So, what does the new normal look like regarding healthcare visits? For starters, the patient check-in process most likely has changed in some form or fashion. Some health systems, including Michigan Medicine, offer an online check-in process that includes a COVID-19 screening tool.1  This tool may simply be a few questions asked to each patient to help assess their risk of being COVID-19 positive. Based on the responses to the questions, the patient may be seen or re-scheduled. To reduce the number of people in a waiting room, some clinics also offer the option to wait in your vehicle prior to your appointment time.

For patients who do spend time in a clinic waiting room, that experience will feel different as well. Clinics and hospitals now have floor markings and signs, designating appropriate social distancing for patients to follow, as well as limited seating to enforce social distancing between patients.1 Communal magazines and newspapers may be removed in clinics and a physical barrier of plexiglass may separate patients and staff at check-in and check-out counters.Many health systems have revised visitor policies limiting the number of visitors allowed per patient.1,2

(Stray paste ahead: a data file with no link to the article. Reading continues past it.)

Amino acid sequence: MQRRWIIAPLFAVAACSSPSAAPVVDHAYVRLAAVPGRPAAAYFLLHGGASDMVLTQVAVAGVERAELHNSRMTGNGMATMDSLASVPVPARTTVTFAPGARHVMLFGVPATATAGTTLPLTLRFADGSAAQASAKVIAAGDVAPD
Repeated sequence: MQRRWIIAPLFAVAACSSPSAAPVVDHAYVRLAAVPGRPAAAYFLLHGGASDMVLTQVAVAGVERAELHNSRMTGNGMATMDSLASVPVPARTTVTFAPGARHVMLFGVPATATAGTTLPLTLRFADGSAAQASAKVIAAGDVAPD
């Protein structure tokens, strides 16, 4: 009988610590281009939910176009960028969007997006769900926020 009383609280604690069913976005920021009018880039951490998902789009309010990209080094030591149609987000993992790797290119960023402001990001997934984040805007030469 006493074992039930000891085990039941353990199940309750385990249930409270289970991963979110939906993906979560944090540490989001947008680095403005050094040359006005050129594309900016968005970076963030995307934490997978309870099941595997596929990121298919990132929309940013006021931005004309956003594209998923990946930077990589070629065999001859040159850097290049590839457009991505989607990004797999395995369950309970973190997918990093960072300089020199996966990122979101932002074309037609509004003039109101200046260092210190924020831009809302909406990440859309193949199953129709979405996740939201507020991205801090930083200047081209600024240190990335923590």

Medical offices are now cleaning each exam room between patients by wiping down surfaces with disinfecting wipes and changing out any consumable medical item (i.e. pillowcases, table paper, etc).1 Common areas and countertops are cleaned often, communal pens and clip-boards are disinfected after each use, and hand sanitizer is available in every exam room and on most countertops. Perhaps the most noticeable change in the new normal is the wearing of masks. The Centers for Disease Control and Prevention (CDC) recommends all staff and patients wear face masks and adhere to social distancing when possible, a policy adopted across many health systems.3